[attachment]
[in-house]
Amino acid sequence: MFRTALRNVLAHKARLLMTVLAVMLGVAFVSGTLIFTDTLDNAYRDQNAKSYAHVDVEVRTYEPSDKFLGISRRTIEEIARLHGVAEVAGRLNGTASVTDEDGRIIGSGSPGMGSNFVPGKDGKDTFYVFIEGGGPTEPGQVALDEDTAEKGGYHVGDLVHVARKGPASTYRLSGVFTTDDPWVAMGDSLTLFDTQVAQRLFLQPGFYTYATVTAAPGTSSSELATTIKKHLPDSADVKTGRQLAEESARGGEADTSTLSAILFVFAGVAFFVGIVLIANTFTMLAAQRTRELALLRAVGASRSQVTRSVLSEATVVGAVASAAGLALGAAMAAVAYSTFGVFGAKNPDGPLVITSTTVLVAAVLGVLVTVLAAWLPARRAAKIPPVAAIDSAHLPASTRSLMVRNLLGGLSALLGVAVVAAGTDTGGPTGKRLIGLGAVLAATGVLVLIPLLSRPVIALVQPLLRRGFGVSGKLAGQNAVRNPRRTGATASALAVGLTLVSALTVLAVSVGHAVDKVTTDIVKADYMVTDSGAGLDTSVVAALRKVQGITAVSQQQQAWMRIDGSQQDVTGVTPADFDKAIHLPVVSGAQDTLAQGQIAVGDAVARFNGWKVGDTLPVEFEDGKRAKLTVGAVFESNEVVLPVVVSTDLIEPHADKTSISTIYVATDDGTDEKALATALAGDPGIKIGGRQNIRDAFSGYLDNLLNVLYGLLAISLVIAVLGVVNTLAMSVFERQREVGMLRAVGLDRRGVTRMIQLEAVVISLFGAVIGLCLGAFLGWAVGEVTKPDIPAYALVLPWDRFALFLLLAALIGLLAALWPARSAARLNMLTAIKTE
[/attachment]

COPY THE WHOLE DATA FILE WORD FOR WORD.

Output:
[in-house]
Amino acid sequence: MFRTALRNVLAHKARLLMTVLAVMLGVAFVSGTLIFTDTLDNAYRDQNAKSYAHVDVEVRTYEPSDKFLGISRRTIEEIARLHGVAEVAGRLNGTASVTDEDGRIIGSGSPGMGSNFVPGKDGKDTFYVFIEGGGPTEPGQVALDEDTAEKGGYHVGDLVHVARKGPASTYRLSGVFTTDDPWVAMGDSLTLFDTQVAQRLFLQPGFYTYATVTAAPGTSSSELATTIKKHLPDSADVKTGRQLAEESARGGEADTSTLSAILFVFAGVAFFVGIVLIANTFTMLAAQRTRELALLRAVGASRSQVTRSVLSEATVVGAVASAAGLALGAAMAAVAYSTFGVFGAKNPDGPLVITSTTVLVAAVLGVLVTVLAAWLPARRAAKIPPVAAIDSAHLPASTRSLMVRNLLGGLSALLGVAVVAAGTDTGGPTGKRLIGLGAVLAATGVLVLIPLLSRPVIALVQPLLRRGFGVSGKLAGQNAVRNPRRTGATASALAVGLTLVSALTVLAVSVGHAVDKVTTDIVKADYMVTDSGAGLDTSVVAALRKVQGITAVSQQQQAWMRIDGSQQDVTGVTPADFDKAIHLPVVSGAQDTLAQGQIAVGDAVARFNGWKVGDTLPVEFEDGKRAKLTVGAVFESNEVVLPVVVSTDLIEPHADKTSISTIYVATDDGTDEKALATALAGDPGIKIGGRQNIRDAFSGYLDNLLNVLYGLLAISLVIAVLGVVNTLAMSVFERQREVGMLRAVGLDRRGVTRMIQLEAVVISLFGAVIGLCLGAFLGWAVGEVTKPDIPAYALVLPWDRFALFLLLAALIGLLAALWPARSAARLNMLTAIKTE